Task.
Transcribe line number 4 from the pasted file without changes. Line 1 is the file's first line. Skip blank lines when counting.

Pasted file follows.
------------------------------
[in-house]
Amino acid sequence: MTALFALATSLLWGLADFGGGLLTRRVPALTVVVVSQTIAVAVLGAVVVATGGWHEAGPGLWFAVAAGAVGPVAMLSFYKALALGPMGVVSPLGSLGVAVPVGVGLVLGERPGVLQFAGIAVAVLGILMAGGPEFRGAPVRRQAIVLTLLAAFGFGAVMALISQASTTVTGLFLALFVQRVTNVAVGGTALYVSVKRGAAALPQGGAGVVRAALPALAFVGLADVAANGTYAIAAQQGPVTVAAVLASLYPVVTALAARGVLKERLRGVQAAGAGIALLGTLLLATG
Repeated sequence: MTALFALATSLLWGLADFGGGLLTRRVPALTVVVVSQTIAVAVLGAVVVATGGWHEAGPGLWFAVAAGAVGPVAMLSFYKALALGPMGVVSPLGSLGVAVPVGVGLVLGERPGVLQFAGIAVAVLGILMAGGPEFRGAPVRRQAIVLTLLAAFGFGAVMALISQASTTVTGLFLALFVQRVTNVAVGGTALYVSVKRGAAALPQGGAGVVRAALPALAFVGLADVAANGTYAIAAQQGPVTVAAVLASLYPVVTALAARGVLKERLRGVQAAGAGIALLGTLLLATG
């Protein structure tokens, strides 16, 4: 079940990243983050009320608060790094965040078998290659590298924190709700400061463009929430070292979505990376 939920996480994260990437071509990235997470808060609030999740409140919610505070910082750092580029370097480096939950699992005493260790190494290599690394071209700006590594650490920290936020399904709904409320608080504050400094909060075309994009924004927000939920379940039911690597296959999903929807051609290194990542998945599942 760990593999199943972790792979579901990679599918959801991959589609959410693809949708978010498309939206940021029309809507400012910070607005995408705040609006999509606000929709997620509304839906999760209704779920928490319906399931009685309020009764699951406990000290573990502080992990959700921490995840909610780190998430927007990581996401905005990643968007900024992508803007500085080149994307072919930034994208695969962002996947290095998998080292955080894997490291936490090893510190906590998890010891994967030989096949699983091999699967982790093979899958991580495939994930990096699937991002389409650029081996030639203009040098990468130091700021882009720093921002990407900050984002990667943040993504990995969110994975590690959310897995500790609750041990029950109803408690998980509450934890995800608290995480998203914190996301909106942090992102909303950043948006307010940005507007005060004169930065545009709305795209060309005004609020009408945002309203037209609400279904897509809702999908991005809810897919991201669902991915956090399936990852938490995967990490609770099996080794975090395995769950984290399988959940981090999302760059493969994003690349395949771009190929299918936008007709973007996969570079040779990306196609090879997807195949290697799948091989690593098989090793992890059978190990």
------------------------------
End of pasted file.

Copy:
């Protein structure tokens, strides 16, 4: 079940990243983050009320608060790094965040078998290659590298924190709700400061463009929430070292979505990376 939920996480994260990437071509990235997470808060609030999740409140919610505070910082750092580029370097480096939950699992005493260790190494290599690394071209700006590594650490920290936020399904709904409320608080504050400094909060075309994009924004927000939920379940039911690597296959999903929807051609290194990542998945599942 760990593999199943972790792979579901990679599918959801991959589609959410693809949708978010498309939206940021029309809507400012910070607005995408705040609006999509606000929709997620509304839906999760209704779920928490319906399931009685309020009764699951406990000290573990502080992990959700921490995840909610780190998430927007990581996401905005990643968007900024992508803007500085080149994307072919930034994208695969962002996947290095998998080292955080894997490291936490090893510190906590998890010891994967030989096949699983091999699967982790093979899958991580495939994930990096699937991002389409650029081996030639203009040098990468130091700021882009720093921002990407900050984002990667943040993504990995969110994975590690959310897995500790609750041990029950109803408690998980509450934890995800608290995480998203914190996301909106942090992102909303950043948006307010940005507007005060004169930065545009709305795209060309005004609020009408945002309203037209609400279904897509809702999908991005809810897919991201669902991915956090399936990852938490995967990490609770099996080794975090395995769950984290399988959940981090999302760059493969994003690349395949771009190929299918936008007709973007996969570079040779990306196609090879997807195949290697799948091989690593098989090793992890059978190990």